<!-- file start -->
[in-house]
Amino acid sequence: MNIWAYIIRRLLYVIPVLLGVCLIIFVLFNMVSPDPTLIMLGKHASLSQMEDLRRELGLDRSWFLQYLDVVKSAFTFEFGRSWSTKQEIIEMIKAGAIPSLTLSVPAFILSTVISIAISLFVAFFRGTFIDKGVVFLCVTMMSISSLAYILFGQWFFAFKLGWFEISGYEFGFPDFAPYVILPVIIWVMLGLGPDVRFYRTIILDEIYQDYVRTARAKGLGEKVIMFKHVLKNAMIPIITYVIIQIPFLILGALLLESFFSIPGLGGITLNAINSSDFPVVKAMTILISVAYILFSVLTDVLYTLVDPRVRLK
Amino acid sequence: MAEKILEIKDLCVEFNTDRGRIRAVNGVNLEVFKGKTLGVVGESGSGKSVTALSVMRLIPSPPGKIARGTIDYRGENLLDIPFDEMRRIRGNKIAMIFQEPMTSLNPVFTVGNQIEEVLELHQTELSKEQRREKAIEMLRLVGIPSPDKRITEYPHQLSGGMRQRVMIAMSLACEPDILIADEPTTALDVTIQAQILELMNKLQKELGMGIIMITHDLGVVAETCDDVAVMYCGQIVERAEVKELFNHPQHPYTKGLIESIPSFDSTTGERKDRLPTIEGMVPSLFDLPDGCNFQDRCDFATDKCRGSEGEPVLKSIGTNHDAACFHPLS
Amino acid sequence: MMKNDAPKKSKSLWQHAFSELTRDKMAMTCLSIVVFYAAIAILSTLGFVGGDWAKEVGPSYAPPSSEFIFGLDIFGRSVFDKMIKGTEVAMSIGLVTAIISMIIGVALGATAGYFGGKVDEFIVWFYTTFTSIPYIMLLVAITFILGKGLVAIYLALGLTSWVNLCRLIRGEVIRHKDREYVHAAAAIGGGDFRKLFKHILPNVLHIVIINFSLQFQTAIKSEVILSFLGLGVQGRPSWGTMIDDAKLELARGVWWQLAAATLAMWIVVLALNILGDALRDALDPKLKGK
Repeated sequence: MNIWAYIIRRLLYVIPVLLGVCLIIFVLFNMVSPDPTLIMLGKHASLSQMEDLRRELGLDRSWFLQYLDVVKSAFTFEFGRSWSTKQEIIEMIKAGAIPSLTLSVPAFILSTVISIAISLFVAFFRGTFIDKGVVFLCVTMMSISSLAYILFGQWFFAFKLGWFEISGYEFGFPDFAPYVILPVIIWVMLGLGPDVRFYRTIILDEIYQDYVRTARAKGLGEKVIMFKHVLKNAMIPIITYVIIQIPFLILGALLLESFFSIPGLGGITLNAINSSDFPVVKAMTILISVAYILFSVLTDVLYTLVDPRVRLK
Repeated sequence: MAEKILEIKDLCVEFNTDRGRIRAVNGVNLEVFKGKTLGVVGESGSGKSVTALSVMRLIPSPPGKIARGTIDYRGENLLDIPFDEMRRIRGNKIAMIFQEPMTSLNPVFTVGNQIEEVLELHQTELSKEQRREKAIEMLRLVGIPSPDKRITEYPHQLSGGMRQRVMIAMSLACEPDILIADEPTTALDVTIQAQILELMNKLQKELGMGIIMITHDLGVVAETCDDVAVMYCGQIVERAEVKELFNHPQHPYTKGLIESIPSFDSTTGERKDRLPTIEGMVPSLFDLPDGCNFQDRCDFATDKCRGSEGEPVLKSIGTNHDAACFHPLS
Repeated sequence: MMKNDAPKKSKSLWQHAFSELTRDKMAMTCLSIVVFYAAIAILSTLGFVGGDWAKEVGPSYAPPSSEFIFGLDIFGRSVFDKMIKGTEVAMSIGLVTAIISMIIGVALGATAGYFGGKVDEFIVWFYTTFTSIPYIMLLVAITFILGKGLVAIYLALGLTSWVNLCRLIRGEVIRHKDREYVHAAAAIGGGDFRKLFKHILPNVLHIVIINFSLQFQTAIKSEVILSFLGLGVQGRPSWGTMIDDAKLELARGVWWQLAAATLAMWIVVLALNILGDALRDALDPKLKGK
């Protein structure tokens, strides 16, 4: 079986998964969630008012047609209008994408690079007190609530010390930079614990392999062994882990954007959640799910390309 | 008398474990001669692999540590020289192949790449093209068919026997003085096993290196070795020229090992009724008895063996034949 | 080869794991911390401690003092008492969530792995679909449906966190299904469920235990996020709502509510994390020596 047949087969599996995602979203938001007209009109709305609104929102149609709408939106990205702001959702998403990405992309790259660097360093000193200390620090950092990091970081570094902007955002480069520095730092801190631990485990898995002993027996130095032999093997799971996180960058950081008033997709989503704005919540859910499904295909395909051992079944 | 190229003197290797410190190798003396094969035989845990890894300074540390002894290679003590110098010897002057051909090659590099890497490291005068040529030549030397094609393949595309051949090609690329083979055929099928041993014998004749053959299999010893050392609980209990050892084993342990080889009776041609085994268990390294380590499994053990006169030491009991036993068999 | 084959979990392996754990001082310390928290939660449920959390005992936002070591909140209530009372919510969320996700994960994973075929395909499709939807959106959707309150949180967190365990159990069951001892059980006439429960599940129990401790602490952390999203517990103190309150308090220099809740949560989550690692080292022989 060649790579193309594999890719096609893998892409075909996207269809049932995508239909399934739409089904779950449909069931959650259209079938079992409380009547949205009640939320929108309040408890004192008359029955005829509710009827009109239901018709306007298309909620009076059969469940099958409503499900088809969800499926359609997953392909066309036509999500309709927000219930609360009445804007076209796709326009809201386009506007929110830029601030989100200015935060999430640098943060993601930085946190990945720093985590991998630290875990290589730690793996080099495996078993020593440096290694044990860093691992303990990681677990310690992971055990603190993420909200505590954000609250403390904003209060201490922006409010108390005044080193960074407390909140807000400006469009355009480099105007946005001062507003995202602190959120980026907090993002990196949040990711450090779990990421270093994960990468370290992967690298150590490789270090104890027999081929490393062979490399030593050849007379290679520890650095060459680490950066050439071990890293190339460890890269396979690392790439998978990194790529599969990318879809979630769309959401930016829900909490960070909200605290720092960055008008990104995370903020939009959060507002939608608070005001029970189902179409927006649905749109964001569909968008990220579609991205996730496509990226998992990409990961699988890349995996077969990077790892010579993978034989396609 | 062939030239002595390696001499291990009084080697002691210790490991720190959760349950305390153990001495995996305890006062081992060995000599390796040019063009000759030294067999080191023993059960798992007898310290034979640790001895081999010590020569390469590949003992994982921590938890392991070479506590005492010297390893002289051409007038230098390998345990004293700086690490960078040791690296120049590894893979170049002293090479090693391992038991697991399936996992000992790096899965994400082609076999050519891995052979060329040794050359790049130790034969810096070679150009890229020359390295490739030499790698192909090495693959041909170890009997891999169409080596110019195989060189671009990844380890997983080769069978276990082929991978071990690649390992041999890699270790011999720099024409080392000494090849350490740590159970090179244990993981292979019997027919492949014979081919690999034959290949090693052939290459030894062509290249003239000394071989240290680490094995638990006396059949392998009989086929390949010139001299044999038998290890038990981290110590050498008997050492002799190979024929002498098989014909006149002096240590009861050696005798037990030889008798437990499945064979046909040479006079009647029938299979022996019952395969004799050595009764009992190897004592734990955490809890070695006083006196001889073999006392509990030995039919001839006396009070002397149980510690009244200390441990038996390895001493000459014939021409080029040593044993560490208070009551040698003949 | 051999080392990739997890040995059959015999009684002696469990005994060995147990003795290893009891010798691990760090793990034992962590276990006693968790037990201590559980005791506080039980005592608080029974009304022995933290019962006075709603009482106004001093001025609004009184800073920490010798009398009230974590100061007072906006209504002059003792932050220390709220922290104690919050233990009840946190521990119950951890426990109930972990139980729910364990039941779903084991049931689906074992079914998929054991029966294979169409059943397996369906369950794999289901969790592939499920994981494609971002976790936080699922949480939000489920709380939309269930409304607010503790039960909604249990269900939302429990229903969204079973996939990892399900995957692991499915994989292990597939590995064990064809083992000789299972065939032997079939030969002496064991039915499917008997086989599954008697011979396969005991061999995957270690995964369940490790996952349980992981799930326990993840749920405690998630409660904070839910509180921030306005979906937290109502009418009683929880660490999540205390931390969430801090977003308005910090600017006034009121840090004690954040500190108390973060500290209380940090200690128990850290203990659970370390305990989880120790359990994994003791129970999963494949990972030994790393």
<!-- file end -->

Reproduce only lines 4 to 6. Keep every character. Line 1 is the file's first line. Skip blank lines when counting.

Amino acid sequence: MMKNDAPKKSKSLWQHAFSELTRDKMAMTCLSIVVFYAAIAILSTLGFVGGDWAKEVGPSYAPPSSEFIFGLDIFGRSVFDKMIKGTEVAMSIGLVTAIISMIIGVALGATAGYFGGKVDEFIVWFYTTFTSIPYIMLLVAITFILGKGLVAIYLALGLTSWVNLCRLIRGEVIRHKDREYVHAAAAIGGGDFRKLFKHILPNVLHIVIINFSLQFQTAIKSEVILSFLGLGVQGRPSWGTMIDDAKLELARGVWWQLAAATLAMWIVVLALNILGDALRDALDPKLKGK
Repeated sequence: MNIWAYIIRRLLYVIPVLLGVCLIIFVLFNMVSPDPTLIMLGKHASLSQMEDLRRELGLDRSWFLQYLDVVKSAFTFEFGRSWSTKQEIIEMIKAGAIPSLTLSVPAFILSTVISIAISLFVAFFRGTFIDKGVVFLCVTMMSISSLAYILFGQWFFAFKLGWFEISGYEFGFPDFAPYVILPVIIWVMLGLGPDVRFYRTIILDEIYQDYVRTARAKGLGEKVIMFKHVLKNAMIPIITYVIIQIPFLILGALLLESFFSIPGLGGITLNAINSSDFPVVKAMTILISVAYILFSVLTDVLYTLVDPRVRLK
Repeated sequence: MAEKILEIKDLCVEFNTDRGRIRAVNGVNLEVFKGKTLGVVGESGSGKSVTALSVMRLIPSPPGKIARGTIDYRGENLLDIPFDEMRRIRGNKIAMIFQEPMTSLNPVFTVGNQIEEVLELHQTELSKEQRREKAIEMLRLVGIPSPDKRITEYPHQLSGGMRQRVMIAMSLACEPDILIADEPTTALDVTIQAQILELMNKLQKELGMGIIMITHDLGVVAETCDDVAVMYCGQIVERAEVKELFNHPQHPYTKGLIESIPSFDSTTGERKDRLPTIEGMVPSLFDLPDGCNFQDRCDFATDKCRGSEGEPVLKSIGTNHDAACFHPLS